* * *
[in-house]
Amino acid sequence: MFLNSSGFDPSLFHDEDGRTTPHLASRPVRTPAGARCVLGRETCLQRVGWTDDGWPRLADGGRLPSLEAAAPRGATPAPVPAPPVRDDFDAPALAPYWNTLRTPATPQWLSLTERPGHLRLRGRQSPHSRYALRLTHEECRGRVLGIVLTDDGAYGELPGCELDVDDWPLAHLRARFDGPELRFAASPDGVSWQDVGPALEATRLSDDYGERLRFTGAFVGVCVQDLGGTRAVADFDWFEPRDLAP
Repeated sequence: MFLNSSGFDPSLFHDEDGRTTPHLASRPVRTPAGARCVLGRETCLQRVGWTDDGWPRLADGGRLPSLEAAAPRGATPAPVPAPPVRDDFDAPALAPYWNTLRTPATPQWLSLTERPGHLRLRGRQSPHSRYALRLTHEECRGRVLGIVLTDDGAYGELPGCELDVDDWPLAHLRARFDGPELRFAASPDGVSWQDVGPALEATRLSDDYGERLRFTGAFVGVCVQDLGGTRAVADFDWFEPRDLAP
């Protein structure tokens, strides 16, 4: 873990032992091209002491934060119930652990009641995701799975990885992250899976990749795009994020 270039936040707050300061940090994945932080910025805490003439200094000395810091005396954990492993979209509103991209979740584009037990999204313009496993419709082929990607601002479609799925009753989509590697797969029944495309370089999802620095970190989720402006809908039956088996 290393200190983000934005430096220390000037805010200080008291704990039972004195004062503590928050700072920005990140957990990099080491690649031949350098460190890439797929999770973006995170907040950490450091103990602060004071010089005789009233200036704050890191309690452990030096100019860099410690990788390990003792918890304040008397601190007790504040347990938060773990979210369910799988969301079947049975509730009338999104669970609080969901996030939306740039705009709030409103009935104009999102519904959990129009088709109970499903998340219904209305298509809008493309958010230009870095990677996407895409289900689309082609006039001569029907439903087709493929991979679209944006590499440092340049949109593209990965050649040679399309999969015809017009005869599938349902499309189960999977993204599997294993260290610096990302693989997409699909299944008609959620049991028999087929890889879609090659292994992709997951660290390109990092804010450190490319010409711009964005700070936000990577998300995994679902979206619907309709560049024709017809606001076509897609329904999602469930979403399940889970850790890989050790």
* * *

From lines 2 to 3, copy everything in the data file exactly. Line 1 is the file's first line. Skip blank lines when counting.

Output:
Amino acid sequence: MFLNSSGFDPSLFHDEDGRTTPHLASRPVRTPAGARCVLGRETCLQRVGWTDDGWPRLADGGRLPSLEAAAPRGATPAPVPAPPVRDDFDAPALAPYWNTLRTPATPQWLSLTERPGHLRLRGRQSPHSRYALRLTHEECRGRVLGIVLTDDGAYGELPGCELDVDDWPLAHLRARFDGPELRFAASPDGVSWQDVGPALEATRLSDDYGERLRFTGAFVGVCVQDLGGTRAVADFDWFEPRDLAP
Repeated sequence: MFLNSSGFDPSLFHDEDGRTTPHLASRPVRTPAGARCVLGRETCLQRVGWTDDGWPRLADGGRLPSLEAAAPRGATPAPVPAPPVRDDFDAPALAPYWNTLRTPATPQWLSLTERPGHLRLRGRQSPHSRYALRLTHEECRGRVLGIVLTDDGAYGELPGCELDVDDWPLAHLRARFDGPELRFAASPDGVSWQDVGPALEATRLSDDYGERLRFTGAFVGVCVQDLGGTRAVADFDWFEPRDLAP